Copyright Q&A: Part 1
The rules of copyrighting can be nuanced, and sometimes whether something is copyright infringement or fair use isn’t as cut-and-dried as we might like. This brief copyright Q&A addresses some of the common misunderstandings about copyright infringement.
Q. Can I publish my Spanish translation of an English book?A. If the original novel was copyrighted, and if that copyright has not yet expired, your translation would be what is known as a “derivative work,” defined as something that incorporates or is based on a previously existing copyrighted work. Because you could not have created your Spanish version of the book without the original English version, your work is a derivative work, and the right to create derivative works is one of the copyright holder’s exclusive rights.
Q. If I find a picture on the Internet but I don’t know who the author is, can I just put it on my website?
A. You certainly can, but by doing so, you run the risk of infringing on someone’s copyright.
If the picture is not in the public domain, the copyright belongs to someone. Most artists that post their artwork or photography online also include contact information; if you don’t see any information specifically regarding image rights, try sending the artist an email to ask whether you can use that person’s intellectual property in the way that you intend.
However, in cases where the image has been re-posted from its original location, the original source may not always be clear (especially because, since a copyright symbol is not required, you may not be able to tell just by looking at a work if it even has an owner). In many of these cases, the re-poster may be infringing on the author’s copyright him- or herself, in which case you’d have to do some more digging to find the rightful copyright owner and ask for permission to use the image (and, perhaps, to ask them if they’re aware that their image has been used on the site on which you found it).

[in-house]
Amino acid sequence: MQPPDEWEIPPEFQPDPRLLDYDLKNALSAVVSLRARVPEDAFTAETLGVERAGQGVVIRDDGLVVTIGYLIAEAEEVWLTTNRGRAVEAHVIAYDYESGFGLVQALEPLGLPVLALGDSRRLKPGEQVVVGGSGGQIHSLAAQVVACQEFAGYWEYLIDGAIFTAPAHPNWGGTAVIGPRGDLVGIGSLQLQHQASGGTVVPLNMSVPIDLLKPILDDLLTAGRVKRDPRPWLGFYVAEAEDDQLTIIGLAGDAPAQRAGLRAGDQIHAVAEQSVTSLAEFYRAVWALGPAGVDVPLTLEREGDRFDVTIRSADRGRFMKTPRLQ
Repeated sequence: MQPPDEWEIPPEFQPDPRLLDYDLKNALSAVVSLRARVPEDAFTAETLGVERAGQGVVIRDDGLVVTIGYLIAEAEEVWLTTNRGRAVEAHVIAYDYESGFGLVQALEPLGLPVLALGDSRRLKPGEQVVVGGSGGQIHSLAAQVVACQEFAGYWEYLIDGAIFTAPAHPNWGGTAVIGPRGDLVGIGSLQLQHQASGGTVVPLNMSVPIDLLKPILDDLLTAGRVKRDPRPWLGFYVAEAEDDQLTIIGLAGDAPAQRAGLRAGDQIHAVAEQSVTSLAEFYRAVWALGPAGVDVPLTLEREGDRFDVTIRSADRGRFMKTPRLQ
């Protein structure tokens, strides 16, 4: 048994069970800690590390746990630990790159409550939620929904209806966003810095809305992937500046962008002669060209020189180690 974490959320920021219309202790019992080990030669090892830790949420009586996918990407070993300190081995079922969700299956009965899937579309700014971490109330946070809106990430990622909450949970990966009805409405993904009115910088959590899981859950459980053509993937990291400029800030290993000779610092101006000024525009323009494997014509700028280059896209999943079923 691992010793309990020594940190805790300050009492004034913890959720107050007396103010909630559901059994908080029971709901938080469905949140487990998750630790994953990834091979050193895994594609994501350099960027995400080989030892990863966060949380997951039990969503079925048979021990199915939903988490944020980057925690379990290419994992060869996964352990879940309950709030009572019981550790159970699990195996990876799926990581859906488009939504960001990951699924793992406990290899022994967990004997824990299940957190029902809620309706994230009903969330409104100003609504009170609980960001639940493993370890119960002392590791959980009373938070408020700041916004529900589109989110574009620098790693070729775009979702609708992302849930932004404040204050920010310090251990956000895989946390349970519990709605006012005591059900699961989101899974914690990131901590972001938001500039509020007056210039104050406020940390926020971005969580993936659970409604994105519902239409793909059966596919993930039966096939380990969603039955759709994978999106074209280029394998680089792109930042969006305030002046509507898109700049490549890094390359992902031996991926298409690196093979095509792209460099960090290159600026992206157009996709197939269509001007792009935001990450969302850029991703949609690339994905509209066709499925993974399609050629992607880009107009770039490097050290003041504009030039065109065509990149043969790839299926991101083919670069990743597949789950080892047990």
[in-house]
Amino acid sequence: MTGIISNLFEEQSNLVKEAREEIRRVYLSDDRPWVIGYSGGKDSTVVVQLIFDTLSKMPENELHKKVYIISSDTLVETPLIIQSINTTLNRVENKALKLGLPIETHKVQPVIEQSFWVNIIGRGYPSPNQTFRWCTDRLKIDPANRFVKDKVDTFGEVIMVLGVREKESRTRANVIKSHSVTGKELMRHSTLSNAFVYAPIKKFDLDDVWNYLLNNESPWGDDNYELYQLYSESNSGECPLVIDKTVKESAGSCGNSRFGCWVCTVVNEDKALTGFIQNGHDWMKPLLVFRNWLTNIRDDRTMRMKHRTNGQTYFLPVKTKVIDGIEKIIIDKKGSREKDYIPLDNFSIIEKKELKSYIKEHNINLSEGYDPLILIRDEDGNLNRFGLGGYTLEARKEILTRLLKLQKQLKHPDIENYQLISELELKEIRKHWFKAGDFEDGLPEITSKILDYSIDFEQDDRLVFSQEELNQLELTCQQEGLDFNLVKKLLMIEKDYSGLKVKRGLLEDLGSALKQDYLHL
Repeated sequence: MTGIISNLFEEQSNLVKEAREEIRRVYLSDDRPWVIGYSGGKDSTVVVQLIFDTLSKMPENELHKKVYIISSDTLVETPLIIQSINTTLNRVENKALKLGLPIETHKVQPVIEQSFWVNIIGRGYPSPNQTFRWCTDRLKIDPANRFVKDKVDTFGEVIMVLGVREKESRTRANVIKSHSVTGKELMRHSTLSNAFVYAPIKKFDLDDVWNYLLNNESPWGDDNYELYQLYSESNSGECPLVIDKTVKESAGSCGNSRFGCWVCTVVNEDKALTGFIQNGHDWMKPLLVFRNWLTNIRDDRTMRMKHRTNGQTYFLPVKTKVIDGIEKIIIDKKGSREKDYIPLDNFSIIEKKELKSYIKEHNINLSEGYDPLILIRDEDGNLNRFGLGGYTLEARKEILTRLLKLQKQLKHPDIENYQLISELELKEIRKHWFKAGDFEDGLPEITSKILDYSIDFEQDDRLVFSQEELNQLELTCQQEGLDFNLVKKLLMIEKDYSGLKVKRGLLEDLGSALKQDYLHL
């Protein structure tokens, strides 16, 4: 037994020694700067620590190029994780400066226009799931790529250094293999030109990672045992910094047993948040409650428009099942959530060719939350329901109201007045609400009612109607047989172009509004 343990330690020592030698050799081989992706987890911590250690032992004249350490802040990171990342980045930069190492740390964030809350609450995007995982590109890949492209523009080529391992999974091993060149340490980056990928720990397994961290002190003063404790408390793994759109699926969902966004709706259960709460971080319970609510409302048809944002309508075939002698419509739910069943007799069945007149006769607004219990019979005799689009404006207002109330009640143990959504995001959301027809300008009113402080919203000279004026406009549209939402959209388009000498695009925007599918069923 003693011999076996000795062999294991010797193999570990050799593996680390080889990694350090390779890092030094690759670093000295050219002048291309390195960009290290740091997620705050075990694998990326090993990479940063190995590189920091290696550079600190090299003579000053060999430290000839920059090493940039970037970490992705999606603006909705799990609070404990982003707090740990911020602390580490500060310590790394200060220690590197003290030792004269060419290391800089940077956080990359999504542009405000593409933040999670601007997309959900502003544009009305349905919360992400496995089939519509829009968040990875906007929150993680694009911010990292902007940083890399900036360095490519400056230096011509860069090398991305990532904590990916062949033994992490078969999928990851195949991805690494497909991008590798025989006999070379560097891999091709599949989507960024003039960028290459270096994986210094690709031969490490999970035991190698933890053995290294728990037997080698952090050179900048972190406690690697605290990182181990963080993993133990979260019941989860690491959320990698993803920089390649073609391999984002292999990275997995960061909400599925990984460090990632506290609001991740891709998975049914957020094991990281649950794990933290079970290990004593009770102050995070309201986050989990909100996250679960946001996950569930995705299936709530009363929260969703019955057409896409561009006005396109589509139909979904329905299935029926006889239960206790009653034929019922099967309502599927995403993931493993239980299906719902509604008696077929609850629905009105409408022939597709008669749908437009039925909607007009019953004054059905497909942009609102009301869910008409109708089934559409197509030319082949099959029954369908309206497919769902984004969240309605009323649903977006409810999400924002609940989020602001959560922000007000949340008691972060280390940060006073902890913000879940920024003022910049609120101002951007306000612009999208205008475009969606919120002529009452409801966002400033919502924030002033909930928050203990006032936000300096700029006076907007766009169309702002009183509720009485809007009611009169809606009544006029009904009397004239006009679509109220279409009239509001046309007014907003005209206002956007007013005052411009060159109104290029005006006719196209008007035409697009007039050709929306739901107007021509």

Bottom line: you cannot assume that any unattributed image you find is free to use. You can be sued just as easily for improperly using copyrighted material whether or not the artist’s information is readily available.
Q. If I find a picture on the Internet, can I re-post it on my own website as long as I credit the author?
A. In some cases, yes . . . but in most others, no. Some copyrighted works carry a Creative Commons license, something that works alongside a copyright by providing a license to use the material—without the extra step of needing to obtain permission—with the provision that anyone using the material credits the rightful owner of the intellectual property. (Varieties of this license have other requirements, but the free-for-all idea is the same.) Works that contain a Creative Commons license will have this symbol on or around the work:
However, if you do not see the Creative Commons logo listed on the work, assume that you need to ask permission, unless you determine that it is in fact in the public domain.
[This two-part Q&A series continues in “What Is Copyright Infringement? Part 2.”]